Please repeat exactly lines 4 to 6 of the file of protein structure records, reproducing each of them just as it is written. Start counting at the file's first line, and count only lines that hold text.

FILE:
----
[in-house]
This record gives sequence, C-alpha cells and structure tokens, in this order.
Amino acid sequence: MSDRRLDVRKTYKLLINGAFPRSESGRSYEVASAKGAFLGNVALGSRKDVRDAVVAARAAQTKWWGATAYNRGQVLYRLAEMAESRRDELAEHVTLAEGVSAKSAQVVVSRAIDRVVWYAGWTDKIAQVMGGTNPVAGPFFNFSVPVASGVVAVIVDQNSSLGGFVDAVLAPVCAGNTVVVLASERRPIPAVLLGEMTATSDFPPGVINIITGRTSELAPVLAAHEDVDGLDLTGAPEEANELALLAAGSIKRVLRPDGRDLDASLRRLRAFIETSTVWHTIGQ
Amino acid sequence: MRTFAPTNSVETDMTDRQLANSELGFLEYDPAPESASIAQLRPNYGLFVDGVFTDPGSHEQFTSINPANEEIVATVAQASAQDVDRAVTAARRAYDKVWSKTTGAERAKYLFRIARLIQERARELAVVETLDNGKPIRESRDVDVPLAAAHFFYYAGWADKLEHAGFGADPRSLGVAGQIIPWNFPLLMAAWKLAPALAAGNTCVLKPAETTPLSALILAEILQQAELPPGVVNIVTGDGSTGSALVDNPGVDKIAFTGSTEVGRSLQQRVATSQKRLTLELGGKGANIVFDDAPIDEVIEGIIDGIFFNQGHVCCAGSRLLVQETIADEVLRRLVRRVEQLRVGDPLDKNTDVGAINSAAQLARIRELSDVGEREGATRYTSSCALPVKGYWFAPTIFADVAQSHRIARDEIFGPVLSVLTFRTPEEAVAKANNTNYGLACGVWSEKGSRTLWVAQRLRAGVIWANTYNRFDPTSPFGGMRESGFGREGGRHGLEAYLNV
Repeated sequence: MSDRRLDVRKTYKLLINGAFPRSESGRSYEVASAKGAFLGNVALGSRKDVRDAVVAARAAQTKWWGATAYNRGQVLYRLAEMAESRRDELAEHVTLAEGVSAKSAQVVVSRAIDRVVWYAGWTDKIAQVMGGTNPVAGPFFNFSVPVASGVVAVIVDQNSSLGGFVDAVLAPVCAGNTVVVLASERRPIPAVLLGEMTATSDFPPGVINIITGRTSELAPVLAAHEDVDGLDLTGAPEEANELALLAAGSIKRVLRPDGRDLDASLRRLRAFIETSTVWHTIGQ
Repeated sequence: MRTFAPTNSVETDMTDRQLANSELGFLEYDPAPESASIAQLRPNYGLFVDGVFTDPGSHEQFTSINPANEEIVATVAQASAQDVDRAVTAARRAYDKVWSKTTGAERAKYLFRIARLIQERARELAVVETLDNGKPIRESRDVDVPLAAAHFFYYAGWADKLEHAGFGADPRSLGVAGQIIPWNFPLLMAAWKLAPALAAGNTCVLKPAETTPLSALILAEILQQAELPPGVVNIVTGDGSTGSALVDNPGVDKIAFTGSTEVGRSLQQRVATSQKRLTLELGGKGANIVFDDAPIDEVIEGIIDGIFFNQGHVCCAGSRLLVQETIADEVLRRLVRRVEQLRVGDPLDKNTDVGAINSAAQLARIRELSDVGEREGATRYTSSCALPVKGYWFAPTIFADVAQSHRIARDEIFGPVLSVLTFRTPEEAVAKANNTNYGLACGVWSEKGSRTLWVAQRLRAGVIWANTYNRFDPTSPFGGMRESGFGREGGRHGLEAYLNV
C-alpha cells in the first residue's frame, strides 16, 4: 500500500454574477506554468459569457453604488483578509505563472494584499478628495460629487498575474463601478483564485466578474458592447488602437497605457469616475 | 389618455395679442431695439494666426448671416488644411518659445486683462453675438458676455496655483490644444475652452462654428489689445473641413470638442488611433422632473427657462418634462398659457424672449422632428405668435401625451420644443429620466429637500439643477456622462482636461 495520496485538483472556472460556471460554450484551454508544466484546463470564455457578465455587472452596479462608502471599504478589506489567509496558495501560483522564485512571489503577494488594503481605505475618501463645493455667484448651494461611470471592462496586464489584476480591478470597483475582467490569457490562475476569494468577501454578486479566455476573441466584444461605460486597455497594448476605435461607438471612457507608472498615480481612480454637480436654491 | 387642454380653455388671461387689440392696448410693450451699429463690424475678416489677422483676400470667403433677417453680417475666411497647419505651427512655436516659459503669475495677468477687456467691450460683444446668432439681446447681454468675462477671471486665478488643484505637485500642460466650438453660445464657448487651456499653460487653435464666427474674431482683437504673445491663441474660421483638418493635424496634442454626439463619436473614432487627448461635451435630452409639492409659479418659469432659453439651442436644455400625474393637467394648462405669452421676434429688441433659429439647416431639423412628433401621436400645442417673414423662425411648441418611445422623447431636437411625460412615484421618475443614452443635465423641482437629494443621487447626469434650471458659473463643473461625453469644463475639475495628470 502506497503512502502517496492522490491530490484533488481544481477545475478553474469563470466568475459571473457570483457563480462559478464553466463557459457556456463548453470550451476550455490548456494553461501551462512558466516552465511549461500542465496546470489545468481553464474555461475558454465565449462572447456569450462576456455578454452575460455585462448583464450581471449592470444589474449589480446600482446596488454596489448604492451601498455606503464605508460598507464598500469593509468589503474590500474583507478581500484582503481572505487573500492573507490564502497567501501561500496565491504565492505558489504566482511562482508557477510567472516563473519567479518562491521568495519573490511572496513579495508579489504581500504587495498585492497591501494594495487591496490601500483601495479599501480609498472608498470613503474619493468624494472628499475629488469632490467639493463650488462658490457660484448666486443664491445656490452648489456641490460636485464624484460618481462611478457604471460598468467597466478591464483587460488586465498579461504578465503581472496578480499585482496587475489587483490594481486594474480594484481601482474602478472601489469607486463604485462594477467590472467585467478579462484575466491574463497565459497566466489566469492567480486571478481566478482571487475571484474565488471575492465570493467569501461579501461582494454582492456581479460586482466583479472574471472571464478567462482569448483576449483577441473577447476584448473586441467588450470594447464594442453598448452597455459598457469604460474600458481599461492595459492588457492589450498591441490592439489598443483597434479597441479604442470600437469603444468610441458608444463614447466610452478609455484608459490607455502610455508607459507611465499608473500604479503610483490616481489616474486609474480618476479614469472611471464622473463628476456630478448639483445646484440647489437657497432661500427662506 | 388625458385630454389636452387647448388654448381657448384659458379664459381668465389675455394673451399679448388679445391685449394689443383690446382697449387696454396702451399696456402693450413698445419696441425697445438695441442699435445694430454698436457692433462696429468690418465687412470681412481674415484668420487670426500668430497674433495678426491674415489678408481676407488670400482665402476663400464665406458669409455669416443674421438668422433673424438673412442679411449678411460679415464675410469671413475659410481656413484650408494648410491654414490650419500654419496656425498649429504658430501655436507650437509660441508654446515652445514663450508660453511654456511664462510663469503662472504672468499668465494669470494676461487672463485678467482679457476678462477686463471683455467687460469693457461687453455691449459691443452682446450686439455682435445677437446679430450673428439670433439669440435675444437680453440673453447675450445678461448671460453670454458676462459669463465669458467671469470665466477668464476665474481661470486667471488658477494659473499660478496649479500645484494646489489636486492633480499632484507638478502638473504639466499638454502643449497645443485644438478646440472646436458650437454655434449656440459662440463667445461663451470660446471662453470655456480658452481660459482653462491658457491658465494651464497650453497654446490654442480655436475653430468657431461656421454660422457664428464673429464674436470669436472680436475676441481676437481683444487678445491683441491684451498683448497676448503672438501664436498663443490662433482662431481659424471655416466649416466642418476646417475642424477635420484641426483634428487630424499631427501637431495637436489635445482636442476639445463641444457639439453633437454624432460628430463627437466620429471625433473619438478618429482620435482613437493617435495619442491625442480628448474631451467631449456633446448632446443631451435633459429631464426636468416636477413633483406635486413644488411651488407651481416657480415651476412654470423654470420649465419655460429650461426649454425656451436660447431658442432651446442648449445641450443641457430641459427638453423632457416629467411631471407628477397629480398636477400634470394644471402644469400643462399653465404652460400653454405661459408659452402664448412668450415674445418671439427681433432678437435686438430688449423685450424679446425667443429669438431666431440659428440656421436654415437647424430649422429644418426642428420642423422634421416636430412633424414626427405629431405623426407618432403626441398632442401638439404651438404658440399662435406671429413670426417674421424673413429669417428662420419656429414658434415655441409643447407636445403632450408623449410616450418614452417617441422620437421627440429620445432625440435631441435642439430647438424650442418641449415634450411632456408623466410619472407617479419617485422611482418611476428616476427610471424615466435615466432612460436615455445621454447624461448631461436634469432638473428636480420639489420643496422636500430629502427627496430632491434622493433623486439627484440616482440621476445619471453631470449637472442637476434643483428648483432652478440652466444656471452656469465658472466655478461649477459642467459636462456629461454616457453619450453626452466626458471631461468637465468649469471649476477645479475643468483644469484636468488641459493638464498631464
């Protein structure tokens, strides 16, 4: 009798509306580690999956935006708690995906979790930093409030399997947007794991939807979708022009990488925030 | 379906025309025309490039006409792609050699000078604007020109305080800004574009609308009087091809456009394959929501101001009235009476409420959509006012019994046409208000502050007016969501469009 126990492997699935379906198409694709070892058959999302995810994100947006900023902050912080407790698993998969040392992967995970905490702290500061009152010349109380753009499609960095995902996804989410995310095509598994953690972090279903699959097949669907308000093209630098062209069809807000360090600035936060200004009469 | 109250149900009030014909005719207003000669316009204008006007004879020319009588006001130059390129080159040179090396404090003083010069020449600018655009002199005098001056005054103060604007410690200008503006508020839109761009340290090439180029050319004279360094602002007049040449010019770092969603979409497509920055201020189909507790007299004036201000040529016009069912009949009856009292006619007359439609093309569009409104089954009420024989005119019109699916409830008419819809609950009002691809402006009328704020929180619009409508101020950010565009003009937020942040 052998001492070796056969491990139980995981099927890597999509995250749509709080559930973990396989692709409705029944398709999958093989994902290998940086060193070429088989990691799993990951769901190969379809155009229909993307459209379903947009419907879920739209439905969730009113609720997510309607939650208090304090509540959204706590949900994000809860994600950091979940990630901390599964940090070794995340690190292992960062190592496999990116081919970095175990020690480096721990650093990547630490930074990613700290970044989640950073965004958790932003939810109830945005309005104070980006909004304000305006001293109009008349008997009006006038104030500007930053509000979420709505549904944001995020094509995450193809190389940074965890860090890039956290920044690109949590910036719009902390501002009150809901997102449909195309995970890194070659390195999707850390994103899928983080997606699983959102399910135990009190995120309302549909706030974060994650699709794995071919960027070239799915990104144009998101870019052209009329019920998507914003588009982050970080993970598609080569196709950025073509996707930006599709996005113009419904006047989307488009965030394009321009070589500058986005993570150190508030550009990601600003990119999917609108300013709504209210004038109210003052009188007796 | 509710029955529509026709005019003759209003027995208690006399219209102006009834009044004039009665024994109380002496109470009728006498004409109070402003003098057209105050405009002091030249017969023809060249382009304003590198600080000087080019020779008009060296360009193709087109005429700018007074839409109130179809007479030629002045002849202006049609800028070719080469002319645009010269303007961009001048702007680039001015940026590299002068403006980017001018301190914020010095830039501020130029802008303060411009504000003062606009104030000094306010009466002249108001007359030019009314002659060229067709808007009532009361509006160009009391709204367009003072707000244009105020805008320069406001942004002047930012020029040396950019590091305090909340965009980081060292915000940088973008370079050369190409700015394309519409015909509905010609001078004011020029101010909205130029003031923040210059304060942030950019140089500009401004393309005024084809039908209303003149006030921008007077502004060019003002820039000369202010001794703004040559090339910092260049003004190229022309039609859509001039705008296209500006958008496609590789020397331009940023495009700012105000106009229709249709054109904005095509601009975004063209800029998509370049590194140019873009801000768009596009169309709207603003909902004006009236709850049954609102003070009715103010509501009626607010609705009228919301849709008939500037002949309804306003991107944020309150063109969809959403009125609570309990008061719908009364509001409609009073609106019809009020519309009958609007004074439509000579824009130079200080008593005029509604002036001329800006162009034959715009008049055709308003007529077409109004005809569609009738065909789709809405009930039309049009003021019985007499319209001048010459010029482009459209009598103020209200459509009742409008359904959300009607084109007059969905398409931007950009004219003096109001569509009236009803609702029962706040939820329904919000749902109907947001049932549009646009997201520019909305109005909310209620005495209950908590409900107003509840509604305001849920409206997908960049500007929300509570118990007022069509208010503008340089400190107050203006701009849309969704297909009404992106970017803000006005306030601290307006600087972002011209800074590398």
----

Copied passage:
Amino acid sequence: MRTFAPTNSVETDMTDRQLANSELGFLEYDPAPESASIAQLRPNYGLFVDGVFTDPGSHEQFTSINPANEEIVATVAQASAQDVDRAVTAARRAYDKVWSKTTGAERAKYLFRIARLIQERARELAVVETLDNGKPIRESRDVDVPLAAAHFFYYAGWADKLEHAGFGADPRSLGVAGQIIPWNFPLLMAAWKLAPALAAGNTCVLKPAETTPLSALILAEILQQAELPPGVVNIVTGDGSTGSALVDNPGVDKIAFTGSTEVGRSLQQRVATSQKRLTLELGGKGANIVFDDAPIDEVIEGIIDGIFFNQGHVCCAGSRLLVQETIADEVLRRLVRRVEQLRVGDPLDKNTDVGAINSAAQLARIRELSDVGEREGATRYTSSCALPVKGYWFAPTIFADVAQSHRIARDEIFGPVLSVLTFRTPEEAVAKANNTNYGLACGVWSEKGSRTLWVAQRLRAGVIWANTYNRFDPTSPFGGMRESGFGREGGRHGLEAYLNV
Repeated sequence: MSDRRLDVRKTYKLLINGAFPRSESGRSYEVASAKGAFLGNVALGSRKDVRDAVVAARAAQTKWWGATAYNRGQVLYRLAEMAESRRDELAEHVTLAEGVSAKSAQVVVSRAIDRVVWYAGWTDKIAQVMGGTNPVAGPFFNFSVPVASGVVAVIVDQNSSLGGFVDAVLAPVCAGNTVVVLASERRPIPAVLLGEMTATSDFPPGVINIITGRTSELAPVLAAHEDVDGLDLTGAPEEANELALLAAGSIKRVLRPDGRDLDASLRRLRAFIETSTVWHTIGQ
Repeated sequence: MRTFAPTNSVETDMTDRQLANSELGFLEYDPAPESASIAQLRPNYGLFVDGVFTDPGSHEQFTSINPANEEIVATVAQASAQDVDRAVTAARRAYDKVWSKTTGAERAKYLFRIARLIQERARELAVVETLDNGKPIRESRDVDVPLAAAHFFYYAGWADKLEHAGFGADPRSLGVAGQIIPWNFPLLMAAWKLAPALAAGNTCVLKPAETTPLSALILAEILQQAELPPGVVNIVTGDGSTGSALVDNPGVDKIAFTGSTEVGRSLQQRVATSQKRLTLELGGKGANIVFDDAPIDEVIEGIIDGIFFNQGHVCCAGSRLLVQETIADEVLRRLVRRVEQLRVGDPLDKNTDVGAINSAAQLARIRELSDVGEREGATRYTSSCALPVKGYWFAPTIFADVAQSHRIARDEIFGPVLSVLTFRTPEEAVAKANNTNYGLACGVWSEKGSRTLWVAQRLRAGVIWANTYNRFDPTSPFGGMRESGFGREGGRHGLEAYLNV